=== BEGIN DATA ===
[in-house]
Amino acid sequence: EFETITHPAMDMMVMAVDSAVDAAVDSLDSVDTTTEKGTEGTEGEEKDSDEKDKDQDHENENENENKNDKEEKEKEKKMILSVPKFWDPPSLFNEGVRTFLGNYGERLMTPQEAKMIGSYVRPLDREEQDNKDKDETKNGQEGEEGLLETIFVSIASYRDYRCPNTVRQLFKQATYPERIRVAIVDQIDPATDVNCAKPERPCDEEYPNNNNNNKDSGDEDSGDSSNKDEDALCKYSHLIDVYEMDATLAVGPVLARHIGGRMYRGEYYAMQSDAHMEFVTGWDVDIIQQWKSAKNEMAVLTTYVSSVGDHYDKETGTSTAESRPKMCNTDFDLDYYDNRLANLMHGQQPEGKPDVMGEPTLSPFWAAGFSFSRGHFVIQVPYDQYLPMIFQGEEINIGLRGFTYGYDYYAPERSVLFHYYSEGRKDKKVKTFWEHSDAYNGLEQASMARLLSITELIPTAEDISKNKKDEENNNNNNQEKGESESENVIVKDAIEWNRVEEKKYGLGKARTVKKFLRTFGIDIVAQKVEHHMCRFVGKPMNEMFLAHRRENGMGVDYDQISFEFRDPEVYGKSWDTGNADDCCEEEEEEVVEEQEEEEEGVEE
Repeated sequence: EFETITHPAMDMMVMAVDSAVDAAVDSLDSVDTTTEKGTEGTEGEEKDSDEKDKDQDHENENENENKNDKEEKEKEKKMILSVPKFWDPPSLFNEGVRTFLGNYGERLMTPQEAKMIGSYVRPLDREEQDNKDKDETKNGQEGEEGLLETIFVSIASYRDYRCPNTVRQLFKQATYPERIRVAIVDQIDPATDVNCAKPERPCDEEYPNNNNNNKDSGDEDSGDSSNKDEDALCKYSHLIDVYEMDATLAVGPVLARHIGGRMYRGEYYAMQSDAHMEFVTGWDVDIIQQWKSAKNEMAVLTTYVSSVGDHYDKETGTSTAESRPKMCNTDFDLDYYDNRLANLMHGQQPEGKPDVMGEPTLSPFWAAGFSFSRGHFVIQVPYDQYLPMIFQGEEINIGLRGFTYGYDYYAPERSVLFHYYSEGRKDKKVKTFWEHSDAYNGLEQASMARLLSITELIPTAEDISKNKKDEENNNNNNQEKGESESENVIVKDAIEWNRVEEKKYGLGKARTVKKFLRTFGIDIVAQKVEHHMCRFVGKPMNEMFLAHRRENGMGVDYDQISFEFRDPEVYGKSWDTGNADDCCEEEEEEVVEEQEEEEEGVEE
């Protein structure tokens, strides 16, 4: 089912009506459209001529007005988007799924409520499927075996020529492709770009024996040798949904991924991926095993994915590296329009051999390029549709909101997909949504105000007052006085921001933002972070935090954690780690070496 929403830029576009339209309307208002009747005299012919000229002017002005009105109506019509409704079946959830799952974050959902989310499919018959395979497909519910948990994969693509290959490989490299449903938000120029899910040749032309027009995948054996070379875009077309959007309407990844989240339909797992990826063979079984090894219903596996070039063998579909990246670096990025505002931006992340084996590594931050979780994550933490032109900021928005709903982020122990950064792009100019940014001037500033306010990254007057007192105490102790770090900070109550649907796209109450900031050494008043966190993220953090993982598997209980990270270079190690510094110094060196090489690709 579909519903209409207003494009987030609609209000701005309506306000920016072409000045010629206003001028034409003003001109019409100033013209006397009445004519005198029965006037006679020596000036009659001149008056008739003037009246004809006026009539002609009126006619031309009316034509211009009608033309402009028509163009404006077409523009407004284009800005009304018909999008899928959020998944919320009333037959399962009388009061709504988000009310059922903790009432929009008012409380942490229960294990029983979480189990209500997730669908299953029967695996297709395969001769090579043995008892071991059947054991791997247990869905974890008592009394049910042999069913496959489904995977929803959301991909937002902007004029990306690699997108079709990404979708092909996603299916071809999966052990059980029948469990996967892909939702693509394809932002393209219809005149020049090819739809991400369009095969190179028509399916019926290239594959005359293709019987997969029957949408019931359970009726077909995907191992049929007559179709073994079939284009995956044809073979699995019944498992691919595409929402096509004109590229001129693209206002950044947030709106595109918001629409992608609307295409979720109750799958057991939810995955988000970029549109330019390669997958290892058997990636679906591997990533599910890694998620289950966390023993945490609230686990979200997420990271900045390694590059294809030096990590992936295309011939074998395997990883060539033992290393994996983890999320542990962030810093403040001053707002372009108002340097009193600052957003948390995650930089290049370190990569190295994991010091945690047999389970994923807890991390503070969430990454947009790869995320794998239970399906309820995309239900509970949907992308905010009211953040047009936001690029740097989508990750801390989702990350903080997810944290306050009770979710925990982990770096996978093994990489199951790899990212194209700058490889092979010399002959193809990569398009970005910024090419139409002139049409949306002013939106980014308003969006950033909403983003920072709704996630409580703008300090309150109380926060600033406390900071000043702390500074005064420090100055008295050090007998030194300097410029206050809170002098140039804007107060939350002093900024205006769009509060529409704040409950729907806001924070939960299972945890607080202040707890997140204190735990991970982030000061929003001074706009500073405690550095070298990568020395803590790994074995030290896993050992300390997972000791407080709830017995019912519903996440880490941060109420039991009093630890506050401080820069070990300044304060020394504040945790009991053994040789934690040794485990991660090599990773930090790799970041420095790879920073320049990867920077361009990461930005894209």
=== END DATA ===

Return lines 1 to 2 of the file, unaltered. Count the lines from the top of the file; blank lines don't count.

[in-house]
Amino acid sequence: EFETITHPAMDMMVMAVDSAVDAAVDSLDSVDTTTEKGTEGTEGEEKDSDEKDKDQDHENENENENKNDKEEKEKEKKMILSVPKFWDPPSLFNEGVRTFLGNYGERLMTPQEAKMIGSYVRPLDREEQDNKDKDETKNGQEGEEGLLETIFVSIASYRDYRCPNTVRQLFKQATYPERIRVAIVDQIDPATDVNCAKPERPCDEEYPNNNNNNKDSGDEDSGDSSNKDEDALCKYSHLIDVYEMDATLAVGPVLARHIGGRMYRGEYYAMQSDAHMEFVTGWDVDIIQQWKSAKNEMAVLTTYVSSVGDHYDKETGTSTAESRPKMCNTDFDLDYYDNRLANLMHGQQPEGKPDVMGEPTLSPFWAAGFSFSRGHFVIQVPYDQYLPMIFQGEEINIGLRGFTYGYDYYAPERSVLFHYYSEGRKDKKVKTFWEHSDAYNGLEQASMARLLSITELIPTAEDISKNKKDEENNNNNNQEKGESESENVIVKDAIEWNRVEEKKYGLGKARTVKKFLRTFGIDIVAQKVEHHMCRFVGKPMNEMFLAHRRENGMGVDYDQISFEFRDPEVYGKSWDTGNADDCCEEEEEEVVEEQEEEEEGVEE